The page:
One Monk of the Order of Saint Benedict

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The Word of God and the Body of God reveal each other -- the homily worships both.

November 03, 2009

For Tuesday of the Thirty-First Ordinary Week of the Church Year

Luke 14:15-24

Our Lord’s parable today makes two points among others.
First: many are called since God has thrown wide open the doors of his house for the whole world.
Second: not all accept the invitation.
The first point is that God does his part.
The second point is that he leaves us responsible for doing ours.
We must always keep these two points together.
In Christian history, perhaps every distortion, mistake or heresy in spirituality or morality involves the partial or complete denial of one of these two points.
First point, God does his part.
Second point, he leaves us responsible for doing ours.
How do we our part?
How do we move towards happiness in the banquet of God’s kingdom?
We do so by setting priorities.
When God invites, we leave everything to follow him.
When God commands, we leave everything to obey him.
When God promises, we leave everything to believe and hope in his promises.
“You shall love the Lord your God with all your soul, all your heart, all your mind and all your strength.”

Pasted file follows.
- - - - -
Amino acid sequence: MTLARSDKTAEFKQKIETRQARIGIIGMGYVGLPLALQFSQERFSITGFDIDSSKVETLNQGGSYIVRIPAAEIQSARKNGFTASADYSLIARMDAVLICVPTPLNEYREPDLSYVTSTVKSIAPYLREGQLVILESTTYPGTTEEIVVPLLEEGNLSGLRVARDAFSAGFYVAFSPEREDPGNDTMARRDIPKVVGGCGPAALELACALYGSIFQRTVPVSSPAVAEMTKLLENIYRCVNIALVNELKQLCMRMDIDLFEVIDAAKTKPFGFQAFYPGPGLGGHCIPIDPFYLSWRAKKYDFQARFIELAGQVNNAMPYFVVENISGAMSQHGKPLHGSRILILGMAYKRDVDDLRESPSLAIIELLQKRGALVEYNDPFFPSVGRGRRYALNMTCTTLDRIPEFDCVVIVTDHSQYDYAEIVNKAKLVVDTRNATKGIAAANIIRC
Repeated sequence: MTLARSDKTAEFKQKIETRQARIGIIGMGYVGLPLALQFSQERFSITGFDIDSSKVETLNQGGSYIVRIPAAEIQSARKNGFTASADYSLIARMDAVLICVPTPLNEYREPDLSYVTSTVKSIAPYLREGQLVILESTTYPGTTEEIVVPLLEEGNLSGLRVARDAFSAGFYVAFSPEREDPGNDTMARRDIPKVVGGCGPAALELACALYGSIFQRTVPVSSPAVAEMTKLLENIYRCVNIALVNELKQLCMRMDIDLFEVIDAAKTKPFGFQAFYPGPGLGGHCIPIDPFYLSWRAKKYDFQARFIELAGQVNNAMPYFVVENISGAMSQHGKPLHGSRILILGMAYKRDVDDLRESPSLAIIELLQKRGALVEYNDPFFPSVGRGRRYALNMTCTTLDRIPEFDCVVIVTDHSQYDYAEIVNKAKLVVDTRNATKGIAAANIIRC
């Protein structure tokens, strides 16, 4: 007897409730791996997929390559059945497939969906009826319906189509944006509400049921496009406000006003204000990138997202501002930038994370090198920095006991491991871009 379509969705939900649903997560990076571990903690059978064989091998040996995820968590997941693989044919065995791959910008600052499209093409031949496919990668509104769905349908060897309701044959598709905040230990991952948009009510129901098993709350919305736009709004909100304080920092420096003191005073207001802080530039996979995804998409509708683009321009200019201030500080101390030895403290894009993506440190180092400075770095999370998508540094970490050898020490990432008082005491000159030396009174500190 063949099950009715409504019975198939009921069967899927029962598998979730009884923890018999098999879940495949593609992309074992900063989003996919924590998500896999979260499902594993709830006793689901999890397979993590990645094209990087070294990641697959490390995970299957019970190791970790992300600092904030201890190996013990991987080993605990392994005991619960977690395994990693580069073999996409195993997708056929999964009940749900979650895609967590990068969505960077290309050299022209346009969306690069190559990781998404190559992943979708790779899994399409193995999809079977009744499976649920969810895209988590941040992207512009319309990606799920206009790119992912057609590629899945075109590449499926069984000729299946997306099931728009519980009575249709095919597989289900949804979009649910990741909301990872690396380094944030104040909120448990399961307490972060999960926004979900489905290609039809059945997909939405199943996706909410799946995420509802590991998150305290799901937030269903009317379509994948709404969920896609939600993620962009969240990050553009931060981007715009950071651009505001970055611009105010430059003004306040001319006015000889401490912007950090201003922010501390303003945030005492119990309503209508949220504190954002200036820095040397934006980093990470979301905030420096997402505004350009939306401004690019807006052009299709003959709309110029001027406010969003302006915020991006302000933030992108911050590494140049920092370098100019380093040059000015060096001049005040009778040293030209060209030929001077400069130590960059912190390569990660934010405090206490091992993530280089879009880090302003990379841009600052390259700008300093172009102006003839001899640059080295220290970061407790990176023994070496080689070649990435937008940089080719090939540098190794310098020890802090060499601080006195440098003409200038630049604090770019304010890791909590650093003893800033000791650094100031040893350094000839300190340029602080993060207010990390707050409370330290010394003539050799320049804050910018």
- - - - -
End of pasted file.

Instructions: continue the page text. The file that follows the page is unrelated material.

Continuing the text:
In Christ, we recognize that God lavishes on us what is better than anything else: he lavishes on us his very own self.
All his soul, heart, mind, and strength!
We begin to enjoy the all, the fullness of God only by imitating him, by handing ourselves over to him in return.
“For us men and for our salvation, he came down from heaven.”
In exchange, we— for God’s sake and for his glory— we work our way on the road to heaven’s banquet.
Faith believes in such an exchange.
Hope wants it to happen.
Love makes the exchange.
We are free to reject the offer God makes us in his Gospel.
If we turn down his invitation, we leave ourselves shut out of the Kingdom of God.
The alternatives to his kingdom do not offer much that is genuine or anything that is lasting.
The world just as it is offers in itself no permanent or real foundation for hope, trust or love.
We may try to escape through pleasure and distraction that avoid looking either beneath or above the surface of anything.
The only way to lay a foundation for lasting and honest happiness is the work of faith, hope, and love in the wonderful exchange to which God invites us.
Here in the Eucharist, we are about to take that risk.
Here in the Eucharist, God opens for us the doors of the royal wedding banquet of heaven.
He sends out his servants, the angels, the saints and ordinary members of the Church to search for us.
He searches us out in the streets, highways, alleys and fields of our lives.
He searches for us in the poverty of our sins.
He searches for us when we are spiritually maimed, blind and lame.
Go out quickly into the streets and alleys of the town,
and bring in here the poor and the crippled,
the blind and the lame.

Go out to the highways and hedgerows
and make people come in
that my home may be filled.

He certainly expects us to be eager for his invitation.
We must take hold of what God freely offers, and count no other relationship, possession or activity so important that we cannot set it aside at the invitation of God.
At this very minute we are attending the Wedding Banquet of the Lamb of God.
If we attend with hope, with faith and with love, treasuring, obeying, imitating and living out what we receive, we shall also rejoice in it forever in the Kingdom of God.

That God Be Glorified in All